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Manifestation denounced increased police violence in favelas of Rio de Janeiro

The act began to be thought of in April after the death of community gari (street sweeper) William Mendonça dos Santos, known as Nera, during a shootout in the Vidigal favela, located in the south of Rio, between the districts of Leblon and São Conrado.

“Even saying he was a worker and dressed in street sweeper clothes, they shot him in the back. On the same day we staged a demonstration in Vidigal and were brutally reprimanded by the police. We realized that it is no use doing an act inside the favela and we decided to come to the asphalt,” explained teacher Barbara Nascimento, of the collective Favela no Feminino and Politilaje. “We came to show our corpos negros (black bodies) and even ask for the support of all society and the progressive middle class, because all life matters,” she added.

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A few days before Nera’s death, musician Evaldo Rosa dos Santos and paper collector Luciano Macedo were executed by the Army after being targeted by 240 shots in Guadalupe, of the west zone. Another case that motivated the act was the death of 17-year-old student Lucas Brás, shot in Parque Royal, in the north zone.

“It’s very strong to say ‘stop killing us’. We no longer want a security policy that does not guarantee security and that violates a series of rights. We call for an end to this genocide, to this barbarism because in the Democratic State of Law this is not acceptable,” said Maré resident Shyrlei Rosendo of the Redes da Maré.

Bolsonaro, Witzel
Protest called for removal of President Jair Bolsonaro and Rio de Janeiro governor Wilson Witzel

According to data from the Institute of Public Security (ISP), 4 deaths per day were caused by police intervention in the first quarter of 2019, an increase of 18% over the previous year.

“It is no longer possible to live with incursions of the Military Police inside the favelas, who come in firing, putting their foot on the door and killing our population. It’s a stray bullet every time. Every day we wake up with deaths inside the favelas,” protested Fátima Monteiro, state coordinator of the Movimento Negro Unificado (Unified Black Movement or MNU).

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Militants of the Levante Popular da Juventude made an intervention to denounce the silencing of the juventudes negras (black youths) of the peripheries. “We came in mourning, all in black and gagged representing the silencing of vidas negras (black lives). Tied up to show how limited we are in this society, how much the lack of options, of choice and rights bind us to often depressing life conditions,” explained Louise Lagoeiro, a student at the Federal University of Fluminense (UFF).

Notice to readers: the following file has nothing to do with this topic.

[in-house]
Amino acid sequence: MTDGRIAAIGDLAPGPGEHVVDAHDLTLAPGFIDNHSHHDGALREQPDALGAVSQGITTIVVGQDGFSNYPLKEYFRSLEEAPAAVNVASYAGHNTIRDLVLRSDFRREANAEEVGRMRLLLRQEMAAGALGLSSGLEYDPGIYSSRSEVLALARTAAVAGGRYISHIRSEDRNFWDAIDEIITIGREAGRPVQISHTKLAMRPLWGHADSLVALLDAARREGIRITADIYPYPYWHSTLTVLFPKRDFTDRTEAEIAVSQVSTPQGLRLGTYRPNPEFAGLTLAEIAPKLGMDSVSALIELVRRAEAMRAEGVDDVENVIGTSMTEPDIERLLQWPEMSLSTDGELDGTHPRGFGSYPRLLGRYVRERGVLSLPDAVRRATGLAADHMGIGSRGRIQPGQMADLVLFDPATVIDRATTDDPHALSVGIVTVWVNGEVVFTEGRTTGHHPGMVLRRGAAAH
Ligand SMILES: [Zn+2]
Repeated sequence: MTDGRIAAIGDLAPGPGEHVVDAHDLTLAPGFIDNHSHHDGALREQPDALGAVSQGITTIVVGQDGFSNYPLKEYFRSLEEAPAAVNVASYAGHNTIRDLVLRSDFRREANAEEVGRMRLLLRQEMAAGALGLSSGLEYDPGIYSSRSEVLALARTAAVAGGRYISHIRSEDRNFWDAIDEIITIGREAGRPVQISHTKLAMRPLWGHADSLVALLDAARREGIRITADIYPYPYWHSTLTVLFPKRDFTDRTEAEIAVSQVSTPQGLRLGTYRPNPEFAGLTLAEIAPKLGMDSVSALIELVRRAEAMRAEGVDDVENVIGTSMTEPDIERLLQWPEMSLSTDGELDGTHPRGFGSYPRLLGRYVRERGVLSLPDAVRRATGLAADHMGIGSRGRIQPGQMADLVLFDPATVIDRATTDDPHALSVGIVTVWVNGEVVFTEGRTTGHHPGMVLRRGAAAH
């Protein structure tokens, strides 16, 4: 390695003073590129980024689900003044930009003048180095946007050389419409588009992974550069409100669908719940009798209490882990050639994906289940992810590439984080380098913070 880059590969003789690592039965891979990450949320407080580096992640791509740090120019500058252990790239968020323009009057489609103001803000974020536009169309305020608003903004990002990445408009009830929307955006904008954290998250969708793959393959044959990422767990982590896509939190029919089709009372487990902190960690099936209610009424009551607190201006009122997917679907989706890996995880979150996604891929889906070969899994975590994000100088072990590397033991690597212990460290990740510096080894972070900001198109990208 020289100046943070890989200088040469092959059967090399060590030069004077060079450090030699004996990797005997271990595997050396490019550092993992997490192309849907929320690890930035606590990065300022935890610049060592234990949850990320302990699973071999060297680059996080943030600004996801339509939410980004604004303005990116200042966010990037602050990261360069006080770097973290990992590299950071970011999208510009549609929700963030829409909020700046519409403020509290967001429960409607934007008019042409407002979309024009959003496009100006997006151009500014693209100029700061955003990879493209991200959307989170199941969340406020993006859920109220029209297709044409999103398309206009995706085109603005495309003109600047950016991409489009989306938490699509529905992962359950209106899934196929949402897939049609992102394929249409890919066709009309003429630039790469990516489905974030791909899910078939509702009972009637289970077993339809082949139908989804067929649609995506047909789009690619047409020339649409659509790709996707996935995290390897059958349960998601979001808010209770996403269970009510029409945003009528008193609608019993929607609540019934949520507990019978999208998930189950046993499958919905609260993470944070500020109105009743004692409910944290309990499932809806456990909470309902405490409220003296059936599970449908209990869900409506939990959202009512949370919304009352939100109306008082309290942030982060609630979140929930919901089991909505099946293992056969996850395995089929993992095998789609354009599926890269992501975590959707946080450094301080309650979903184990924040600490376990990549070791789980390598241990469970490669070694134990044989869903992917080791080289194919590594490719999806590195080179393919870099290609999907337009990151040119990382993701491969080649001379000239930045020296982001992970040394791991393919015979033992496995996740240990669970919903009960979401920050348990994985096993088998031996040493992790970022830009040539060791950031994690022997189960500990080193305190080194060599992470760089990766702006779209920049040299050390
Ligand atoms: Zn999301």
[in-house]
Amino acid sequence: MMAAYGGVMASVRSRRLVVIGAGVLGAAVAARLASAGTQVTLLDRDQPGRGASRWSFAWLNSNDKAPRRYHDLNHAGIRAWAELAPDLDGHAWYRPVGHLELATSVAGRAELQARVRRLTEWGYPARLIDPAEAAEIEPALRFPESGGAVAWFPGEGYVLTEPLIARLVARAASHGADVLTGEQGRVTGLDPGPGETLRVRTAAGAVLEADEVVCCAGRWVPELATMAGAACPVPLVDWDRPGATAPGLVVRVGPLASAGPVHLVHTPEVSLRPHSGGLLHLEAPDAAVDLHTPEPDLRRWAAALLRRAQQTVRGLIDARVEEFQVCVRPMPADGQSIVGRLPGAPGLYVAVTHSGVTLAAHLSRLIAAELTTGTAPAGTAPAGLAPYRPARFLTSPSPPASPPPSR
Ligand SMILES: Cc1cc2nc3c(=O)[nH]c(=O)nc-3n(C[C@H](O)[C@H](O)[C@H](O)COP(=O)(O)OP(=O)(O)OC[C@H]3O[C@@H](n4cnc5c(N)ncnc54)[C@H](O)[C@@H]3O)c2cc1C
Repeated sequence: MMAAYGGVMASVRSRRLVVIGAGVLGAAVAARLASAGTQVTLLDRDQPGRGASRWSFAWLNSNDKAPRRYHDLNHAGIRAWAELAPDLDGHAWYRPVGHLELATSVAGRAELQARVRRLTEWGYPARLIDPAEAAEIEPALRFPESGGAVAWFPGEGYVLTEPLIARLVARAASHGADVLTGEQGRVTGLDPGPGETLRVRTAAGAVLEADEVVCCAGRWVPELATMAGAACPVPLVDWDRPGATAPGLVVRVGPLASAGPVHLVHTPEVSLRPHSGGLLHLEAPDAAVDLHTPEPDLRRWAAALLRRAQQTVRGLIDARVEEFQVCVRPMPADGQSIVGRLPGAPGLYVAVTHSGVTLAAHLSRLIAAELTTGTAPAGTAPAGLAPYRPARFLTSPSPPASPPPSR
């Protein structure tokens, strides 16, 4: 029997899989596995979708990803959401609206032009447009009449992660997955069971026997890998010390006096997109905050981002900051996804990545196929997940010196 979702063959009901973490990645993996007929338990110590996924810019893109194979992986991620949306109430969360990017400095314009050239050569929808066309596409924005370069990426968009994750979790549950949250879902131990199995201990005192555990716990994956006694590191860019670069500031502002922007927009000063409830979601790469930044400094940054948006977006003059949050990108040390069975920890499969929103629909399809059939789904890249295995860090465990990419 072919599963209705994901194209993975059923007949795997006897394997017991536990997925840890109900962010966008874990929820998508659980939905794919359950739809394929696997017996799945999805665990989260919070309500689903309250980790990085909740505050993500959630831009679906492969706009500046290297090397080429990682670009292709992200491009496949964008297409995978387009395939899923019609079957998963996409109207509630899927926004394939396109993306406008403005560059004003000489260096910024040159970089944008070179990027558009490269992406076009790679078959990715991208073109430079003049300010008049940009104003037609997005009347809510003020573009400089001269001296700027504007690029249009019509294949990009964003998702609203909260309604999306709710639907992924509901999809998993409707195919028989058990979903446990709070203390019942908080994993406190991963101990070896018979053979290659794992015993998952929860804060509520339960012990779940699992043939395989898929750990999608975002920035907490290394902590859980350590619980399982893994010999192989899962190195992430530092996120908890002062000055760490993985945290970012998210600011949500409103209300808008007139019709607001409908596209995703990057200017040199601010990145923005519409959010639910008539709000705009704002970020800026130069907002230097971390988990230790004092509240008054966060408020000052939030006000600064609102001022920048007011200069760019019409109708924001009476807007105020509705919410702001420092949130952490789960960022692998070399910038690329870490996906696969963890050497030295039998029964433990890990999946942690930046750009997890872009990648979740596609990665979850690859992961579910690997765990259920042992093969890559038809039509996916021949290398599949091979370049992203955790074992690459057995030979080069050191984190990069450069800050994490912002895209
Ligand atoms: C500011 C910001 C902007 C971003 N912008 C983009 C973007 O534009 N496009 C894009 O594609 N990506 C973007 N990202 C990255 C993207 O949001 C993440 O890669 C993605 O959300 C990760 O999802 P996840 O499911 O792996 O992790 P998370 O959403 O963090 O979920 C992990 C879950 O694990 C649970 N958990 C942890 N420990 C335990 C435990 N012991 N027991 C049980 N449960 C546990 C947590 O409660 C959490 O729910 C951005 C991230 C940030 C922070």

The event also featured artistic presentations by MC Leonardo, Filhas de Gandhi, students from the  Biblioteca Parque, Slam da Poesia (Poetry Slam), Favela Tem Voz Collective, among others. Representatives from Congress were also present in the activit, as Benedita da Silva (PT-RJ) and Jandira Feghali (PC do B), State Representative Renata Souza (Psol-RJ) and city councillor Eduardo Suplicy (PT-SP) also attended the event.

Source: Notícia Preta, Brasil de Fato

About Marques Travae 3091 Articles
Marques Travae. For more on the creator and editor of BLACK WOMEN OF BRAZIL, see the interview here.

3 Comments

  1. I really wish Black Brazilians would stop protesting because it’s completely useless at this point. What they should do instead is find out the identities of the MPs are that are terrorizing their neighborhoods and target them directly. Either privately or with deadly force of their own. It’s time for BB to start finding ways to fight back. The days of protesting are long over.

  2. I am so sorry to hear of the bloodshed against black people in your country. It is disgraceful that so many of these deaths are at the hands of state operatives. How much of this is due to drug trafficking and how many of simply caught in the crossfire? It’s very sad whatever the case.

  3. this sounds like a race war, first they keep black people is slums, then terrorise them there. they keep the m poor and then kill them for the crime of living in a slum. stop marching and be ready to fight. mean while white people are protected in their criminality, white brazillians can walk with cocaine spalashed on their faces like powder and no one says a thing.